IN the midst of this appalling catastrophe, when in the evening of the day I turn, as it were for consolation, to all I have known and loved in Europe, and above all to Italy, of all those beloved landscapes from which I am an exile, it is the Campagna which most often comes back into my mind, the Campagna in which Rome lies like a ship in the midst of the sea.
That immense and universal thing alone seems able to face what has befallen us. You may find there always all that is in your heart. It has, too, the indefinite beauty of all supernatural things ; and if you speak of it you must speak of it in images, with vague words of beauty and mystery and love, as of a place seen in a vision, as the English speak of the sea. For as the sea is the secret of England, so the Campagna is the secret of Rome ; it haunts the City, and the mystery and largeness of its silence are the springs of her immortality. All the great ways lead to it at last, and it surges against every gate.
All unaware of this world of inviolate silence, which guards the Eternal City as no other city was ever guarded, you catch sight of it first, perhaps at evening from the Pincio, or in the early morning from the Janiculum, or at noonday from the bizarre portals of S. Giovanni in Laterano, or at sunset from the quietness of the Aventine. From wherever you first see it, it calls you instantly in its solemn immensity, its vast indwelling strength, its ruined splendour, across which the broken arches of the aqueducts stagger still, and the vague white roads lined with empty and rifled tombs wander aimlessly, losing themselves in the silence and vastness that only the mountains may contain. And it is the mountains which hem in the Campagna, the most beautiful mountains in the world.
Though it were without history or renown and man had given it no name, this unbroken wilderness would yet hold us by reason of the splendour of its form, its vastness and silence, the breadth of its undulations, the transparency of its light, the beauty of its colour, the nobility of the mountains which contain it. But seeing that it is the cradle of our history, and that its name is Latium to look upon it rouses within us much the same emotion as that with which, after long absence, we look upon our home. Nothing that man has dared to do or to think, no sorrow he has suffered, nor passion he has endured or conquered, his profoundest desires, his most tenacious hate, his most splendid domination, his most marvellous love, nothing that is his, is a stranger here. Of all those forces and energies, it is a monument, the grandest and the most terrible, the monument of man a vast graveyard.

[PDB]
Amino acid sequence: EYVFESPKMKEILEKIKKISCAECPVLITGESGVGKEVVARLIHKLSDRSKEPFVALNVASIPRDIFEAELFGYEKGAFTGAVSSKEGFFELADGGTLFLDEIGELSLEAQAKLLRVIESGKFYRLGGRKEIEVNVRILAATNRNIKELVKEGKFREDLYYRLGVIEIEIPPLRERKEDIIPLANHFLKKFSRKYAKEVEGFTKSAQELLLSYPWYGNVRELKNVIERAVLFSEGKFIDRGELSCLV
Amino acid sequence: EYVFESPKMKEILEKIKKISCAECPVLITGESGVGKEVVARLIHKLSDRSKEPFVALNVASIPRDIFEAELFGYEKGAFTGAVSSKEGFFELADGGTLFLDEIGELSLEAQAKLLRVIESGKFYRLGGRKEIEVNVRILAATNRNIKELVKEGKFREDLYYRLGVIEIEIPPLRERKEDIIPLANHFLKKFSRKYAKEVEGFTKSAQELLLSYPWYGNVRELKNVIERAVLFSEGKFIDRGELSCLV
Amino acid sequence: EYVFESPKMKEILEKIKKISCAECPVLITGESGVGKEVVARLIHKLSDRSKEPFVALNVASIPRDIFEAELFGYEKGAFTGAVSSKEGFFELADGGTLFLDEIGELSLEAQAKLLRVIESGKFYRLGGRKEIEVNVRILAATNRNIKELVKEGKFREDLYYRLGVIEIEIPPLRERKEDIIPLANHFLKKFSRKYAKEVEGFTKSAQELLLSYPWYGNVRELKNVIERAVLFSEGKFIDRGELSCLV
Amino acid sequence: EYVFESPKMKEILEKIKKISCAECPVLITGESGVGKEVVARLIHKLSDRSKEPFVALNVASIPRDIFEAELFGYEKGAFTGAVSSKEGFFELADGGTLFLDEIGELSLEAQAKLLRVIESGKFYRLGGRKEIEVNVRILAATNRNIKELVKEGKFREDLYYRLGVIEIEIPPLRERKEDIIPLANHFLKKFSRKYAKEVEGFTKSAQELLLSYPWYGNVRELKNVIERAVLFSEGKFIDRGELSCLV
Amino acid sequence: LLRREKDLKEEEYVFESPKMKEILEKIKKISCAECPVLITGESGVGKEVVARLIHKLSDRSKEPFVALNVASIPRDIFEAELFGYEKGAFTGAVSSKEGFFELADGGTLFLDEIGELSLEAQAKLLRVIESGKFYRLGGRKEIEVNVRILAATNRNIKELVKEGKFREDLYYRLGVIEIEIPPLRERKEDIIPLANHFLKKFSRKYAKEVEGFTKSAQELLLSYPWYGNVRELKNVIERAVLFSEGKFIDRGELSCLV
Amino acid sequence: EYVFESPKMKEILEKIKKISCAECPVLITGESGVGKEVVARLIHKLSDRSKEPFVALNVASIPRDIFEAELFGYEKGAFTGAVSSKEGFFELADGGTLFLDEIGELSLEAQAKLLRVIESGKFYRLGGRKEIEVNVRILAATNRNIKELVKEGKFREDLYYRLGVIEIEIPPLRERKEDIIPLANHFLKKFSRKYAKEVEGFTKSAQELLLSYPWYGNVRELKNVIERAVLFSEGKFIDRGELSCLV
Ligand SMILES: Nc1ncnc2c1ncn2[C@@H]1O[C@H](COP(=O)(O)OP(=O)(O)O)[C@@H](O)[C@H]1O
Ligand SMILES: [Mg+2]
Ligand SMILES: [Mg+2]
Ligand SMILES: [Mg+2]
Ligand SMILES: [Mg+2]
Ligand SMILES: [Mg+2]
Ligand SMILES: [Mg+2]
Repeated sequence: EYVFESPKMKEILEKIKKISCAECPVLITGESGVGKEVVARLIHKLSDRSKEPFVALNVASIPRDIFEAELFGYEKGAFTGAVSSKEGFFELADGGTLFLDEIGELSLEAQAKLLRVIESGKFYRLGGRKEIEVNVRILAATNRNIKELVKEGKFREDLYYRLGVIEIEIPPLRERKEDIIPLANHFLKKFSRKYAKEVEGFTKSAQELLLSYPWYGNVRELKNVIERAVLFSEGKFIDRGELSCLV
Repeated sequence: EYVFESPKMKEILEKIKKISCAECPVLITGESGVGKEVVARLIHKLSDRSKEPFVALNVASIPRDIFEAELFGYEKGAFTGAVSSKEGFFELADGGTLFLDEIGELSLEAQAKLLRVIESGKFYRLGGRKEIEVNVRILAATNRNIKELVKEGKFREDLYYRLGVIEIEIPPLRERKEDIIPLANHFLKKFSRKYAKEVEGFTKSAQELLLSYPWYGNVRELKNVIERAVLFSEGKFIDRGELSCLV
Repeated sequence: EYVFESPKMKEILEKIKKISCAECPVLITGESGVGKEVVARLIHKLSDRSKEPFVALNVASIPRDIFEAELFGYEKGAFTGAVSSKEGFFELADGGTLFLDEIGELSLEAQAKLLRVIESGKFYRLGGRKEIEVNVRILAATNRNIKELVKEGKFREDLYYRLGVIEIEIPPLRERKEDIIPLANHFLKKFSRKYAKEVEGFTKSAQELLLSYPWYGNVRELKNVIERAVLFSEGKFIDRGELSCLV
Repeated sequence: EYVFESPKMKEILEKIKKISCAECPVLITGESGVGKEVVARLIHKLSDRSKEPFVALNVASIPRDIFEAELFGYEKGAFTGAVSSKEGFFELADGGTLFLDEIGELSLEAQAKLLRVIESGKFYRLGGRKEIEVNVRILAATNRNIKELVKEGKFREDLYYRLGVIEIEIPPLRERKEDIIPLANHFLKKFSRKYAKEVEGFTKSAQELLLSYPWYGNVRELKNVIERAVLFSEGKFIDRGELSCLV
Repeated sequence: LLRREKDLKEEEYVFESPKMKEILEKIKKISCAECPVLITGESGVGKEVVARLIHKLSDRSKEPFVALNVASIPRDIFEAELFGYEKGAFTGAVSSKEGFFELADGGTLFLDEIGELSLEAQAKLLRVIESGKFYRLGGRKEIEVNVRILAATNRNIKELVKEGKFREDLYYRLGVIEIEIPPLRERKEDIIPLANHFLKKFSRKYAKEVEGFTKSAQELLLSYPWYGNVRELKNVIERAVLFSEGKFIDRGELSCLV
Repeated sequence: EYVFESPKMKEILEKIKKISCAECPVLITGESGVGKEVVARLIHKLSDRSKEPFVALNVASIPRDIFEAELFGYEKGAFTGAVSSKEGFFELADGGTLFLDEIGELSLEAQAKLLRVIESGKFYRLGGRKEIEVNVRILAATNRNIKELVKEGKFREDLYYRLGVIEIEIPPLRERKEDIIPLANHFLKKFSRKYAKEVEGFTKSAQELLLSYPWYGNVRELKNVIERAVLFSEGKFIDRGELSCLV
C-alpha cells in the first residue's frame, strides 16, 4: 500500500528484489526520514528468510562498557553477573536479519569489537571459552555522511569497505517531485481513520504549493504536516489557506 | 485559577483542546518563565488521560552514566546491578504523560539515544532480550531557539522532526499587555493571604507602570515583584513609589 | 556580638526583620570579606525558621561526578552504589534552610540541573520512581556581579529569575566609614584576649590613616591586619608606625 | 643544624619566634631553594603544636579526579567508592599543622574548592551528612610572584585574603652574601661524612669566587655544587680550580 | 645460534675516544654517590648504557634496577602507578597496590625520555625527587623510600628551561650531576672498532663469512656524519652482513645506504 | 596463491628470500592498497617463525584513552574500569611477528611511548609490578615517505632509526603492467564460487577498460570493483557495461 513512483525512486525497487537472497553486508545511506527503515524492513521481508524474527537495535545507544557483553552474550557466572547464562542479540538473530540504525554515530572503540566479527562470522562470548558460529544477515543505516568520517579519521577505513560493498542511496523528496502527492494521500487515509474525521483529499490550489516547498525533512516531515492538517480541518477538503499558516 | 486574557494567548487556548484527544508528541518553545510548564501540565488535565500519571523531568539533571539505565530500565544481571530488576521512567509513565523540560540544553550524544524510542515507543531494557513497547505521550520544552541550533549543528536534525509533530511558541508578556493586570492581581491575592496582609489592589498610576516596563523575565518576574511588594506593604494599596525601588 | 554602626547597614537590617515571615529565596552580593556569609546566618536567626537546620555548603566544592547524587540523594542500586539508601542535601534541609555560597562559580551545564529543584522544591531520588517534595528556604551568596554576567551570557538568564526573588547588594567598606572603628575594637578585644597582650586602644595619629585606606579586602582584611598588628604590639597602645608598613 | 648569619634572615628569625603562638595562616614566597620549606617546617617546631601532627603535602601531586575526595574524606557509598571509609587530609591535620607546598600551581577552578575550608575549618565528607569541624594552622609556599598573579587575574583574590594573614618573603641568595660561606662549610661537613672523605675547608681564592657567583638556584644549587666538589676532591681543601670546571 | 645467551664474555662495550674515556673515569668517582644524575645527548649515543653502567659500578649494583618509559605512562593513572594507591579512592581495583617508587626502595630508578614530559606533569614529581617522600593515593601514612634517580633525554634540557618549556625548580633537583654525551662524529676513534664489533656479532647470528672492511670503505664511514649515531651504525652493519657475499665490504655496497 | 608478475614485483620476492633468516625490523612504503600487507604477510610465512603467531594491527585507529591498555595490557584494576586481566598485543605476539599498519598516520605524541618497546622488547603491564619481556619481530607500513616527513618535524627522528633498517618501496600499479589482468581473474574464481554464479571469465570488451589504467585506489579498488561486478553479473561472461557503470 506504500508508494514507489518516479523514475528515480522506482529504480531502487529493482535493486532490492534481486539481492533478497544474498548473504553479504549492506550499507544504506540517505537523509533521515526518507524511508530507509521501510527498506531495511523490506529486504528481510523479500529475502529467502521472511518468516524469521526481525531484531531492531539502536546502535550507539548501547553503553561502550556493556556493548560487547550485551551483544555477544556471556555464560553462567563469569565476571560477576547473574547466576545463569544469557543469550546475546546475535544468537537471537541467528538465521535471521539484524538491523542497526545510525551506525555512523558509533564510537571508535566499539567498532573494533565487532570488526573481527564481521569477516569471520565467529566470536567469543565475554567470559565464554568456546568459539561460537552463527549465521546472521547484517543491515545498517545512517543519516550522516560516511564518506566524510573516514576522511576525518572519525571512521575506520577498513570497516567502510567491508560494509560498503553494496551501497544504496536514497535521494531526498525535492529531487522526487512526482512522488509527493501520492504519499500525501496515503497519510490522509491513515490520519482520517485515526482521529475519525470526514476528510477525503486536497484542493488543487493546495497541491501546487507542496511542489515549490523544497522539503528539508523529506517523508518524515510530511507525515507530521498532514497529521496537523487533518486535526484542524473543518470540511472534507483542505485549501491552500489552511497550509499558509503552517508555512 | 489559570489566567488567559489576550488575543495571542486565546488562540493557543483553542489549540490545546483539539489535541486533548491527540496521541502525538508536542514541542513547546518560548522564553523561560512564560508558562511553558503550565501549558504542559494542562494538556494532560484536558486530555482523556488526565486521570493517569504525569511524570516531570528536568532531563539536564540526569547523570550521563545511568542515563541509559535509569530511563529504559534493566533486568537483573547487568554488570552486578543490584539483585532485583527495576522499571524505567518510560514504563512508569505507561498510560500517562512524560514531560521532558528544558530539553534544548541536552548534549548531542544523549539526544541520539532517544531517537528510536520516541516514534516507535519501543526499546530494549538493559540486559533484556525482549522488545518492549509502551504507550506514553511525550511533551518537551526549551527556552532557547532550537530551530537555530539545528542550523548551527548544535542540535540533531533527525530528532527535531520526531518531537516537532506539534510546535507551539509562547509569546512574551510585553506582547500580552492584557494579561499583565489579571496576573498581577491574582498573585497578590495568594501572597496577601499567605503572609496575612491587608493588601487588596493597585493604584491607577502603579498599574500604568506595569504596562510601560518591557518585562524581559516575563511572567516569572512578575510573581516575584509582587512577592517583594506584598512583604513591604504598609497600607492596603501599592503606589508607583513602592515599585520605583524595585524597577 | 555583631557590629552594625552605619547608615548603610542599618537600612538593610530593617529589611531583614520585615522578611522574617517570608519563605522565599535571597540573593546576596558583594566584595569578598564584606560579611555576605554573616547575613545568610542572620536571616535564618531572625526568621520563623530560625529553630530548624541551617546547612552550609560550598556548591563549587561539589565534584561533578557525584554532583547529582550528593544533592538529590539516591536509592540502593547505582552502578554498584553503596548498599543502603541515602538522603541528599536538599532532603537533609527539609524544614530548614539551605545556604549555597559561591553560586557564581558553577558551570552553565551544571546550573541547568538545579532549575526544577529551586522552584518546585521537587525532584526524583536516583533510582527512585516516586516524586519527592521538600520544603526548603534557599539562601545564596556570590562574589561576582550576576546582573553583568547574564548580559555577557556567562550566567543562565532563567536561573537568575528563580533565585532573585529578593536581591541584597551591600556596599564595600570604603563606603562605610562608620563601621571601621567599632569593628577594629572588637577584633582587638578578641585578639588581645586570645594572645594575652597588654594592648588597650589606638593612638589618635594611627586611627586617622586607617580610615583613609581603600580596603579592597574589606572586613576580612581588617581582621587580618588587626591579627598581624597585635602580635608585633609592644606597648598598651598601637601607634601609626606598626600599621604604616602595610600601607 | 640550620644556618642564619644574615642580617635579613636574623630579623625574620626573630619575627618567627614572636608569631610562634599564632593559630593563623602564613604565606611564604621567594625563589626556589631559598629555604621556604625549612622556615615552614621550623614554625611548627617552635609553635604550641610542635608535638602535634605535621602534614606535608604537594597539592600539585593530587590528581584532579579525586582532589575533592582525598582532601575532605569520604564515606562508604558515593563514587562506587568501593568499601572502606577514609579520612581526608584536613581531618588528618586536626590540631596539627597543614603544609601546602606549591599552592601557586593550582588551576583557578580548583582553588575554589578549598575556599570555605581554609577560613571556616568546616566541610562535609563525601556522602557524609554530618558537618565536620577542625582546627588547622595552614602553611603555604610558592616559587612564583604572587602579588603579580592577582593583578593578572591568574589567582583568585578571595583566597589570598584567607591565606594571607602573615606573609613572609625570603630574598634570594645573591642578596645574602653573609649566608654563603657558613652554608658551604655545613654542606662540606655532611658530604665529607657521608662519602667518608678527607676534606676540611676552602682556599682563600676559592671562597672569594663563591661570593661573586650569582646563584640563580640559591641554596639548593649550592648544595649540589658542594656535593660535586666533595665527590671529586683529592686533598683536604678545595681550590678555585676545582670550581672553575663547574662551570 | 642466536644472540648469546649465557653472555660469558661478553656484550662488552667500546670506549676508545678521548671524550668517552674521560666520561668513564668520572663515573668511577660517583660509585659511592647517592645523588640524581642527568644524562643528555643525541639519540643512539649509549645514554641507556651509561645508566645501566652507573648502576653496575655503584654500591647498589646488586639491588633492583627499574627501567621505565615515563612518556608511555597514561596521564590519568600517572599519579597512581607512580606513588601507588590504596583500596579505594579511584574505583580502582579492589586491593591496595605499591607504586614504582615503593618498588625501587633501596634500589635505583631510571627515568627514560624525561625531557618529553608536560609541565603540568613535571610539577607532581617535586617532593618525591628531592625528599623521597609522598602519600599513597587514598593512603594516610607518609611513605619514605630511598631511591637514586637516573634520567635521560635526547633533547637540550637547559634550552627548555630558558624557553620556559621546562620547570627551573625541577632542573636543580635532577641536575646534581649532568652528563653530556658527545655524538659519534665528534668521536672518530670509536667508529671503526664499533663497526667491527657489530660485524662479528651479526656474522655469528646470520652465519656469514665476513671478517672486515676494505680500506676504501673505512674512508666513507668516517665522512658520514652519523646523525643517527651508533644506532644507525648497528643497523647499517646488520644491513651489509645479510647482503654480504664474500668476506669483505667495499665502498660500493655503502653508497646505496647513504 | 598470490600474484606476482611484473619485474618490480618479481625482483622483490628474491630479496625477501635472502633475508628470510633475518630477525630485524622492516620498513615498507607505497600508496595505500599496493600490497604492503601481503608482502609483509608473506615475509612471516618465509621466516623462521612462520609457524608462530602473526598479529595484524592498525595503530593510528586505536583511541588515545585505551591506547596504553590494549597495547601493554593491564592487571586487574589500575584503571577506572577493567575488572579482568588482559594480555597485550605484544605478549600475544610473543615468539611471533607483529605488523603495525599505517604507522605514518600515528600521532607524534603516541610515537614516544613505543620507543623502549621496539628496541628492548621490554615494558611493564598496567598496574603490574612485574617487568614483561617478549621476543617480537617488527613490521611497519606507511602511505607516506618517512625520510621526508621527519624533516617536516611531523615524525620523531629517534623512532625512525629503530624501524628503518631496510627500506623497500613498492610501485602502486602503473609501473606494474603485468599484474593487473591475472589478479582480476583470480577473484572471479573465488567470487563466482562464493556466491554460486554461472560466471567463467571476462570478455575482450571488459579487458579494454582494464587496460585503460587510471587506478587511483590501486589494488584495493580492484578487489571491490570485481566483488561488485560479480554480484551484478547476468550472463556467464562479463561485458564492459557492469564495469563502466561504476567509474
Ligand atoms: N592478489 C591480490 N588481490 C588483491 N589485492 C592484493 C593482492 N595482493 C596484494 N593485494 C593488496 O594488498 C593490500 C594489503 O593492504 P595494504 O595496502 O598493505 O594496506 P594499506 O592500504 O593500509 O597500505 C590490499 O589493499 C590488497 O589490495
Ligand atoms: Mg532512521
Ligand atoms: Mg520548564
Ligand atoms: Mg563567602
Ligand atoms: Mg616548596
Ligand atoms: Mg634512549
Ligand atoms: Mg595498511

It is this we come to realise at last, as day after day, week after week, we pass along that ancient Appian Way, between the crumbling tombs. Here and there we may find them still, the likeness of our brother carved in relief, some thought of his about it all, a few Latin words, part of an inscription, half hidden with the grass and the flowers. And as night overtakes us on that marvellous road, when the splendour of sunset is faded, and the stars one by one have scattered the heavens with hope, our thoughts turn almost in self-defence in that solemn stillness, from death to resurrection. In the immense silence that nothing may break the imagination sinks beneath the lonely majesty of that desert, littered with the monsters of old for-gotten religions, full of the dead things of Paganism and Christianity, the bones of saints, the mighty trunks of forgotten gods.
What more is there to come out of that vast grave, that marvellous solitude ?